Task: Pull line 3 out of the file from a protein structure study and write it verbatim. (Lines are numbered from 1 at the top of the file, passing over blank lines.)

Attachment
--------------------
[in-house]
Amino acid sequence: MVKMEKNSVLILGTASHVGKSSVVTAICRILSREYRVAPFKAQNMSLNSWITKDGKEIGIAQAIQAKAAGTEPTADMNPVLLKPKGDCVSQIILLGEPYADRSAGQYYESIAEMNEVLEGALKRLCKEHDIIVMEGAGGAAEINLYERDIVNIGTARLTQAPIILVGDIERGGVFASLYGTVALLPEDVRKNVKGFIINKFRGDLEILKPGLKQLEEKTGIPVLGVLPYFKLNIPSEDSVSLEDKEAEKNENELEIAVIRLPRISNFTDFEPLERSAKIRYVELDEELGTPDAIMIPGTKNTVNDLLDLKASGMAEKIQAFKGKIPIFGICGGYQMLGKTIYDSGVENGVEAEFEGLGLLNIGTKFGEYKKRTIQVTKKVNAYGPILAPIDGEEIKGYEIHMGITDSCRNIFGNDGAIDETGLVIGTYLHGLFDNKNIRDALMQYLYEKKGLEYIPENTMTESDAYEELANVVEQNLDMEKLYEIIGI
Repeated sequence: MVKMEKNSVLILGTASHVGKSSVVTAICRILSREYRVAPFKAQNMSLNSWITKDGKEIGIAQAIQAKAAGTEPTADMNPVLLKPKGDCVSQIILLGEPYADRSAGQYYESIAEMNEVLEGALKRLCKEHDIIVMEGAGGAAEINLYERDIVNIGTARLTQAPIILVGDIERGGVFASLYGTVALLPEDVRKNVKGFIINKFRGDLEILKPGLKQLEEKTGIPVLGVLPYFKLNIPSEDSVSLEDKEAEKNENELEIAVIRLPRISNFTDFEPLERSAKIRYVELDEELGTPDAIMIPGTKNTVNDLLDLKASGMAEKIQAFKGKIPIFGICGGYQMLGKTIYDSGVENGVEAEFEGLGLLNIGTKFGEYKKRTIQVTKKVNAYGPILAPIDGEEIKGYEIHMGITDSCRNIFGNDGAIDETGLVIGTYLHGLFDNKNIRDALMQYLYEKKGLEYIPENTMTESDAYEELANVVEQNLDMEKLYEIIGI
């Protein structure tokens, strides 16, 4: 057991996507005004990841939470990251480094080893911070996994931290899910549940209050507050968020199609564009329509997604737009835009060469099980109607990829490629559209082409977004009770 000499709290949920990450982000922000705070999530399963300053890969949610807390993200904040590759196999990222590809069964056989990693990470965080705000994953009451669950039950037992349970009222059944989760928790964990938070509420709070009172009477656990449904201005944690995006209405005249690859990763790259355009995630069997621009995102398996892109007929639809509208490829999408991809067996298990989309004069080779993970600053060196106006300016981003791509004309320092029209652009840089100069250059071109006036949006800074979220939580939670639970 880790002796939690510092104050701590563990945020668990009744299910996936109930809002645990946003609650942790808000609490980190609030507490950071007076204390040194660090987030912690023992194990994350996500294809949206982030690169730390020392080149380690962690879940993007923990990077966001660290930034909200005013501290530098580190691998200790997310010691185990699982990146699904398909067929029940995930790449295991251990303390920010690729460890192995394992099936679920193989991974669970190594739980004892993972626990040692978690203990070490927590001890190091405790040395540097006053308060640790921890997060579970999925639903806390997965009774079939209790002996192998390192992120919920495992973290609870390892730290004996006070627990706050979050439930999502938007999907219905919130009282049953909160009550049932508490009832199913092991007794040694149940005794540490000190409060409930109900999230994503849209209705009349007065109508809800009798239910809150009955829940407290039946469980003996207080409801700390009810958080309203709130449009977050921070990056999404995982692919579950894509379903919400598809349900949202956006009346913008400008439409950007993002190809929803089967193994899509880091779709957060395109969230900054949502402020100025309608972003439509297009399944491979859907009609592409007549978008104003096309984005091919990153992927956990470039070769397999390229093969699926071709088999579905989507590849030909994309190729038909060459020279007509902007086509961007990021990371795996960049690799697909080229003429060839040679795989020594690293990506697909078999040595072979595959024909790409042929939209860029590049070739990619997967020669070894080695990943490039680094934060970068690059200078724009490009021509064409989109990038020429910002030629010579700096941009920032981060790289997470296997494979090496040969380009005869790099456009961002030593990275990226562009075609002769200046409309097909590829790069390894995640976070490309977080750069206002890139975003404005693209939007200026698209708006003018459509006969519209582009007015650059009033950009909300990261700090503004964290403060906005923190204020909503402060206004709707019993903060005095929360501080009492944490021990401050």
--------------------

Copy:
Repeated sequence: MVKMEKNSVLILGTASHVGKSSVVTAICRILSREYRVAPFKAQNMSLNSWITKDGKEIGIAQAIQAKAAGTEPTADMNPVLLKPKGDCVSQIILLGEPYADRSAGQYYESIAEMNEVLEGALKRLCKEHDIIVMEGAGGAAEINLYERDIVNIGTARLTQAPIILVGDIERGGVFASLYGTVALLPEDVRKNVKGFIINKFRGDLEILKPGLKQLEEKTGIPVLGVLPYFKLNIPSEDSVSLEDKEAEKNENELEIAVIRLPRISNFTDFEPLERSAKIRYVELDEELGTPDAIMIPGTKNTVNDLLDLKASGMAEKIQAFKGKIPIFGICGGYQMLGKTIYDSGVENGVEAEFEGLGLLNIGTKFGEYKKRTIQVTKKVNAYGPILAPIDGEEIKGYEIHMGITDSCRNIFGNDGAIDETGLVIGTYLHGLFDNKNIRDALMQYLYEKKGLEYIPENTMTESDAYEELANVVEQNLDMEKLYEIIGI